This action might not be possible to undo. Are you sure you want to continue?
Washington’s 911 Good Samaritan Drug Overdose Law: Initial Evaluation Results
N ov e m b e r 2 0 1 1
Washington State passed the “911 Good Samaritan overdose law” in 2010 to address drug overdoses (RCW 69.50.315). The law provides immunity from prosecution for drug possession charges to overdose victims and bystanders who seek aid in an overdose event. In addition, legal provisions were made to encourage the use of an opiate-antidote by overdose witnesses; evaluation of this component of the law will be addressed in the future. This summary presents initial findings regarding the legal intent and implementation of the law to date, based on a study funded by the Robert Wood Johnson Foundation Public Health Law Research Program. Additional results from this study are expected in 2012.
SUMMARY OF INITIAL FINDINGS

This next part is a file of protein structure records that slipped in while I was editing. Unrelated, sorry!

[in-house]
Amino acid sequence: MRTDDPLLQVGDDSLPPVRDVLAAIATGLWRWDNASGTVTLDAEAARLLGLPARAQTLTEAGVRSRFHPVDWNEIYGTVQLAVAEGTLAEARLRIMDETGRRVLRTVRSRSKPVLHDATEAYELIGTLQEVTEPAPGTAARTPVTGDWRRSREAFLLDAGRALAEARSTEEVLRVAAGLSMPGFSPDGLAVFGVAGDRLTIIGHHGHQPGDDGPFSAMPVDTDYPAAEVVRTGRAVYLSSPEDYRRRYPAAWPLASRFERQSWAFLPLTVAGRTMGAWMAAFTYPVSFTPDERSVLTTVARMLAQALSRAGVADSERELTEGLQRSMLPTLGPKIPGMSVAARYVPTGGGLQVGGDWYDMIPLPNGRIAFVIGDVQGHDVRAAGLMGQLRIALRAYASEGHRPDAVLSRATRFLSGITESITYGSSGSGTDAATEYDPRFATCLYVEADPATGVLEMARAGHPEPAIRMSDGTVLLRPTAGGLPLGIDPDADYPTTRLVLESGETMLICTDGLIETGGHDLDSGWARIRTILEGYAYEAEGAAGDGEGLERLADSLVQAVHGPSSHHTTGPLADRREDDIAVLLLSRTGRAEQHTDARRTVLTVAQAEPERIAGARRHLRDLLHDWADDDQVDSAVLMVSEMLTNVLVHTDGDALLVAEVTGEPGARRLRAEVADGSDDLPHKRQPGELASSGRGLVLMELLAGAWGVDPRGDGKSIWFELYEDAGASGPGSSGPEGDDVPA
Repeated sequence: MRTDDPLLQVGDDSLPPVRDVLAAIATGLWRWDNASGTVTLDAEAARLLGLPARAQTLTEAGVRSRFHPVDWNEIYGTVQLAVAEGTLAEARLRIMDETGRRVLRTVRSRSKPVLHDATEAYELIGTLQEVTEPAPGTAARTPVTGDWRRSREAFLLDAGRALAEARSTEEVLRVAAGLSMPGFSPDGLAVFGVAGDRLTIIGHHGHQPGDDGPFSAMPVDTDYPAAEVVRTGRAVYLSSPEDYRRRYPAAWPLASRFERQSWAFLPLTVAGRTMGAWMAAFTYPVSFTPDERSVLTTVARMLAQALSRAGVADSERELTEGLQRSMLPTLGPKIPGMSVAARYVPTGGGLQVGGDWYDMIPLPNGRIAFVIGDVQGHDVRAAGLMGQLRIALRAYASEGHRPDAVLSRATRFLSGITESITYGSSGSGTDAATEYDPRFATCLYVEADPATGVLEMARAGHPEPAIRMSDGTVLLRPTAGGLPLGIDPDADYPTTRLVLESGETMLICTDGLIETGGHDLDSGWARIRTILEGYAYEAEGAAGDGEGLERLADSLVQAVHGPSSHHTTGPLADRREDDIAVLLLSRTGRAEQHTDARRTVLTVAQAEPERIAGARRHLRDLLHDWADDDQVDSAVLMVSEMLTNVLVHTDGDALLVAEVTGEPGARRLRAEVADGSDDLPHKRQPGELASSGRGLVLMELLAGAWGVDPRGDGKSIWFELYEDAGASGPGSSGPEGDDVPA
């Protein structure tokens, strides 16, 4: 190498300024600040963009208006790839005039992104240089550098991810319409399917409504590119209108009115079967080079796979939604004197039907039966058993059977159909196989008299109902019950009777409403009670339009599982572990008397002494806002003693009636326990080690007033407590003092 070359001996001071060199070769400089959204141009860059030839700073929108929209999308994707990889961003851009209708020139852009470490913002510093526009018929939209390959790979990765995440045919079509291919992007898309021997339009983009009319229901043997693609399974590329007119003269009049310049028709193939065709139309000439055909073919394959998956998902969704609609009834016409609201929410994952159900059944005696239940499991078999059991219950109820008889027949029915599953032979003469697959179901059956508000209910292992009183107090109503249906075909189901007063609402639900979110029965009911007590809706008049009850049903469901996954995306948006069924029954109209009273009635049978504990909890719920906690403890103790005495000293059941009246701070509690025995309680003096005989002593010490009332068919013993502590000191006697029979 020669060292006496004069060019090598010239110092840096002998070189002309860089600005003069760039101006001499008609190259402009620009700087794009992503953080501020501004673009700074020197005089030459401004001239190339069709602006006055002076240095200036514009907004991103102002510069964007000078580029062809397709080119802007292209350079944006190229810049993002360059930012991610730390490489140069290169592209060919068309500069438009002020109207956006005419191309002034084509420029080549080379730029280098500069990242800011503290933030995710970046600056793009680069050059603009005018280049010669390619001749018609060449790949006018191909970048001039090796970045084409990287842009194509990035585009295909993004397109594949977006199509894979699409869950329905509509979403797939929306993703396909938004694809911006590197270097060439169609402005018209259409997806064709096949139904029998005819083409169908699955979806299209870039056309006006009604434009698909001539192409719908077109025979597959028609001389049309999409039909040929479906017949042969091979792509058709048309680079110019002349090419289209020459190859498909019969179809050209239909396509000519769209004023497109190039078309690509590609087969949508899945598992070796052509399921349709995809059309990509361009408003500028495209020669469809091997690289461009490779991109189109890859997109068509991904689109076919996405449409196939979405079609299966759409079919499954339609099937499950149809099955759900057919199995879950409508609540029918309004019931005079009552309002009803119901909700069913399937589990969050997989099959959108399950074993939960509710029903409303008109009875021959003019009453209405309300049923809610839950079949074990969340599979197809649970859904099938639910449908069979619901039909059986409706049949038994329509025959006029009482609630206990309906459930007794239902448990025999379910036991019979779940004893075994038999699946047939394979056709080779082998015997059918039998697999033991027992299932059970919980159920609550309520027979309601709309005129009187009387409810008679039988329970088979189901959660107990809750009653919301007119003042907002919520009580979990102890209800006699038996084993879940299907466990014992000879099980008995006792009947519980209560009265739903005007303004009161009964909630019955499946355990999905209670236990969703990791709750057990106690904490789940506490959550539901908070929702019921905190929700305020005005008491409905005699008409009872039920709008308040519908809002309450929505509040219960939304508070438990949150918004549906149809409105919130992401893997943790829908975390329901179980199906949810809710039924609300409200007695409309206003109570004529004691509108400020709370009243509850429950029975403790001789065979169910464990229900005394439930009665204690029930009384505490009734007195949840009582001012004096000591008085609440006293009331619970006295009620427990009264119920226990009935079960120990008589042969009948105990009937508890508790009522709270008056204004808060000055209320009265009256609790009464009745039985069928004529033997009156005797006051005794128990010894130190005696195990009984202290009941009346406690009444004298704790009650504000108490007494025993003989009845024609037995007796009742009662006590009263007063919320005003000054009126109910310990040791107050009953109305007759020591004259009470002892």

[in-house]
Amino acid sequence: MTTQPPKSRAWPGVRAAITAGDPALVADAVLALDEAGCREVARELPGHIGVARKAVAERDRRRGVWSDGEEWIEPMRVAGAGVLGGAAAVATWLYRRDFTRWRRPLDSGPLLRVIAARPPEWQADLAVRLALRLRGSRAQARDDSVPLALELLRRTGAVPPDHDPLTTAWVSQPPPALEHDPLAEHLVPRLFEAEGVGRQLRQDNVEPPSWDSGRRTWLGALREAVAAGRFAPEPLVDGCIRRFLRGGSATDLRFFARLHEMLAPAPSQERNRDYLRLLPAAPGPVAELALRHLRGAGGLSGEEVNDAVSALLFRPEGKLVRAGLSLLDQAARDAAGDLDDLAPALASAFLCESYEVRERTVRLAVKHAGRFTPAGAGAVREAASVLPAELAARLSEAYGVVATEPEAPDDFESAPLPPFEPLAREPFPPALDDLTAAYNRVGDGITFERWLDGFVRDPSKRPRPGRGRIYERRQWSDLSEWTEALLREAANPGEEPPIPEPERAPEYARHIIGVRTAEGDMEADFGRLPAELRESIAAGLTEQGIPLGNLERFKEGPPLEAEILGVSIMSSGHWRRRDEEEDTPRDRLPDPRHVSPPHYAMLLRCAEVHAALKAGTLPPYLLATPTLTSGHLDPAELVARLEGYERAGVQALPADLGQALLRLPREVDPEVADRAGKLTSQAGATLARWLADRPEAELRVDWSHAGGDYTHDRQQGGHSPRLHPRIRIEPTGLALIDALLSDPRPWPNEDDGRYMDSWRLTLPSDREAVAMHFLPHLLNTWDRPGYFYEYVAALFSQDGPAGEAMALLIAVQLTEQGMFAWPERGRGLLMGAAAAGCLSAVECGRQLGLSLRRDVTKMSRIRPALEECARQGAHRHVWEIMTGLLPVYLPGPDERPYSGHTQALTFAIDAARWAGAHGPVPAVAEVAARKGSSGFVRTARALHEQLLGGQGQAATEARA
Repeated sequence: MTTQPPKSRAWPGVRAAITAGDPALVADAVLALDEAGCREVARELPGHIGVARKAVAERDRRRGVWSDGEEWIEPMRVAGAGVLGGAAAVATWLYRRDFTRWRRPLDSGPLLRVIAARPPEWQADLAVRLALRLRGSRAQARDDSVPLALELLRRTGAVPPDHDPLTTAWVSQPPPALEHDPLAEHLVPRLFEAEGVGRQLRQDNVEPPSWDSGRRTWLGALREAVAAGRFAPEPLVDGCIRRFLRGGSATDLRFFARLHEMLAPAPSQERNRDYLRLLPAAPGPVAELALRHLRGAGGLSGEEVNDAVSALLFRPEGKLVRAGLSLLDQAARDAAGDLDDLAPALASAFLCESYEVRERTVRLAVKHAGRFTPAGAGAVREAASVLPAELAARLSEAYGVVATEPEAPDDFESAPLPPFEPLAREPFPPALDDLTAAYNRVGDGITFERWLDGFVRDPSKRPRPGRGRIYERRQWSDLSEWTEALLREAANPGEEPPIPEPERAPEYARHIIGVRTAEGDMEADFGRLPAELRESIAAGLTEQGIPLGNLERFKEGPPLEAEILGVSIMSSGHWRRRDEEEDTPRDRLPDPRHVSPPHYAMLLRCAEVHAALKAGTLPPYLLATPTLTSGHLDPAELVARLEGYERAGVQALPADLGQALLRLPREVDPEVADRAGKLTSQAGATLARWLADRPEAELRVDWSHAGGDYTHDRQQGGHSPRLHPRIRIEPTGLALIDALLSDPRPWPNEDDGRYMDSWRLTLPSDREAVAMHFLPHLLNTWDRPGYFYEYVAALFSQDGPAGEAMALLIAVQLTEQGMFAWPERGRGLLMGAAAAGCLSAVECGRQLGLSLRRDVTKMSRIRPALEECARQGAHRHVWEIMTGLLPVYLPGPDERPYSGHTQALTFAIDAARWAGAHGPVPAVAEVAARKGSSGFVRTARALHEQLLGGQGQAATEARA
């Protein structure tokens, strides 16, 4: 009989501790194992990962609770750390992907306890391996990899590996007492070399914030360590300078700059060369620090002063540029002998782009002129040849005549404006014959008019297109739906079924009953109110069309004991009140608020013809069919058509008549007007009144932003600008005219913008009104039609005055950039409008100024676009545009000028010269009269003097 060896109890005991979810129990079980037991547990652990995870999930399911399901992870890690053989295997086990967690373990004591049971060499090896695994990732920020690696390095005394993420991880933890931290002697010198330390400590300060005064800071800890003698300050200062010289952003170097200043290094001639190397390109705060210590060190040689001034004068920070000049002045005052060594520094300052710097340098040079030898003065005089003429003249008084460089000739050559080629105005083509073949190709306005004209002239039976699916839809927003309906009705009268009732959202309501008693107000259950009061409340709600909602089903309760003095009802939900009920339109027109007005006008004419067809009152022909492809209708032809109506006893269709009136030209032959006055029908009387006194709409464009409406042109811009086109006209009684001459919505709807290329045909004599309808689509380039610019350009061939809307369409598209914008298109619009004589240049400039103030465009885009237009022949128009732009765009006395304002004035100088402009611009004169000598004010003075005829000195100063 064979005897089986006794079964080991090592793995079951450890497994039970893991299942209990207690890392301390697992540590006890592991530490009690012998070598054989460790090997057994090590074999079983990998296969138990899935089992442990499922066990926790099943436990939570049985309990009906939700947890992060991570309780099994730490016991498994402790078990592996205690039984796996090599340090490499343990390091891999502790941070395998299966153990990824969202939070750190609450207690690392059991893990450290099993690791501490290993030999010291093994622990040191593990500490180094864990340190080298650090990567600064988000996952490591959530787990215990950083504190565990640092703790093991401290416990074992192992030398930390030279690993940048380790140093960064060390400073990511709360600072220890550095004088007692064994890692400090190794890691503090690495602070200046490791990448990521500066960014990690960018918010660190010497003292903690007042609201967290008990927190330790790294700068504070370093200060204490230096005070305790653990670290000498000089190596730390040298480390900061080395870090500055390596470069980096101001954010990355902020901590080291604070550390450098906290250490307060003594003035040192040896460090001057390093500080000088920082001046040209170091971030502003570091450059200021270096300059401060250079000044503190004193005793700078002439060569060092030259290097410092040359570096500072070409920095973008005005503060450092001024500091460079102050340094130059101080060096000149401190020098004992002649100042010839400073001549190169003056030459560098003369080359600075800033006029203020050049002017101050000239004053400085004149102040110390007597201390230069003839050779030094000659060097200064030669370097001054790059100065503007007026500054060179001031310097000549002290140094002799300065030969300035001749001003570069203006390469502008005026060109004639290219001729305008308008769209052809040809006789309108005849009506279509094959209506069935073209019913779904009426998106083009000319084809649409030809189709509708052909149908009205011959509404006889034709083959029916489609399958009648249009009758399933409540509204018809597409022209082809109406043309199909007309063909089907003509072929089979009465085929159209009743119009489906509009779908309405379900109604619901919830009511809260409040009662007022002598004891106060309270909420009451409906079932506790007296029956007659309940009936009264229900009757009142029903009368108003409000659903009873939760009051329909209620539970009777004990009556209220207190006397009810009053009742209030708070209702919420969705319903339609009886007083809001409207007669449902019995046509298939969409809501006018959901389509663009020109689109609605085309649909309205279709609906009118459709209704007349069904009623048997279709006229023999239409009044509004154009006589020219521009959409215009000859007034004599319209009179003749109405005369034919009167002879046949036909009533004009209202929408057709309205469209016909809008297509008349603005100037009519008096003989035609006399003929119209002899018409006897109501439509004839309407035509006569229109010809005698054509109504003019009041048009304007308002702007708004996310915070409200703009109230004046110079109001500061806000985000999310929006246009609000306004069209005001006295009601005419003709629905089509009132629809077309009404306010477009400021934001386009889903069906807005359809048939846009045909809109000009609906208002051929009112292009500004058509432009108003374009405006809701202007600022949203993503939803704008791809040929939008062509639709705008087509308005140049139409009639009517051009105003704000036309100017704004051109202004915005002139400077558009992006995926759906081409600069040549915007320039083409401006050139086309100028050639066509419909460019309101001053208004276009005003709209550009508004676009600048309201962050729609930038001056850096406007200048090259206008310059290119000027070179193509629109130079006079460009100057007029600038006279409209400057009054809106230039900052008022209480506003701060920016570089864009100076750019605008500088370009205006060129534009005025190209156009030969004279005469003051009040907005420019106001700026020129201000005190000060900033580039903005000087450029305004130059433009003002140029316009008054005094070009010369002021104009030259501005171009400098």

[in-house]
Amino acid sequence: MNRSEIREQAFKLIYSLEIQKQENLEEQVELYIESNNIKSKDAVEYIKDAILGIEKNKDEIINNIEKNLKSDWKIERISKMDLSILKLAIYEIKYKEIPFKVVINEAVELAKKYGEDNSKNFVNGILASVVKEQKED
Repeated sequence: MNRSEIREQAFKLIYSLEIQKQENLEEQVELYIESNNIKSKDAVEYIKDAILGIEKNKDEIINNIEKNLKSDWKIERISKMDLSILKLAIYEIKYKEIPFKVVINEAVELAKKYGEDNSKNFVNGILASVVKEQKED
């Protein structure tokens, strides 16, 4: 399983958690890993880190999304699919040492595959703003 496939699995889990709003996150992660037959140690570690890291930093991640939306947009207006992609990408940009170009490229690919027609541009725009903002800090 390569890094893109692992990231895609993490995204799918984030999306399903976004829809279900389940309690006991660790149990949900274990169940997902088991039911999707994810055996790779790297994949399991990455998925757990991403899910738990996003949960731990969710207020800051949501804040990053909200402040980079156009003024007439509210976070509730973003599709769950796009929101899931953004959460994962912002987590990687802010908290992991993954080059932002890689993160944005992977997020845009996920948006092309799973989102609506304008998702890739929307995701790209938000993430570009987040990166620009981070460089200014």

Passage of the “911 Good Samaritan Overdose Law” took five years, keys to passage included: Framing the law as a public health issue, not primarily as a legal issue. The emergence of prescription medicines (e.g. opiate pain medicines) as the drugs involved in a majority of drug overdoses. This increased the perceived public health risks of overdose and broadened the populations, demographically and geographically, that could be helped by legislative action. Keeping the scope of immunity narrow, just drug possession, was the only way to get support of law enforcement, prosecutors, and some legislators. First responders’ and opiate users’ experience with overdose included Opiate overdoses are common---42% of opiate users and 62% of Seattle police reported being present at the scene of a serious opiate overdose in the prior year. (Almost all opiate users surveyed at syringe exchange used heroin.) Most paramedics had been at an overdose in the prior year and approximately 45 serious opiate overdose victims (heroin or pharmaceutical) are transported by Seattle medics each month. Police were at the scene of most overdoses for which 911 was called according to drug users and paramedics. Arrests of overdose victims and bystanders were very rare according to drug users, paramedics, and police. Impacts of Good Samaritan Law on planned behaviors 88% of opiate users indicated that now that they were aware of the law they would be more likely to call 911 during future overdoses. 62% of police surveyed said the law would not change their behavior during a future overdose because they would not have made an arrest for possession anyway, 20% were unsure what they would do, and 14% said they would be less likely to make such an arrest. Information dissemination Funding for implementation of the law was not included in the legislation and no state agency was assigned responsibility for implementing the law. Information dissemination has involved the limited distribution of written educational materials. The website http://stopoverdose.org appears to be a frequently accessed source of information.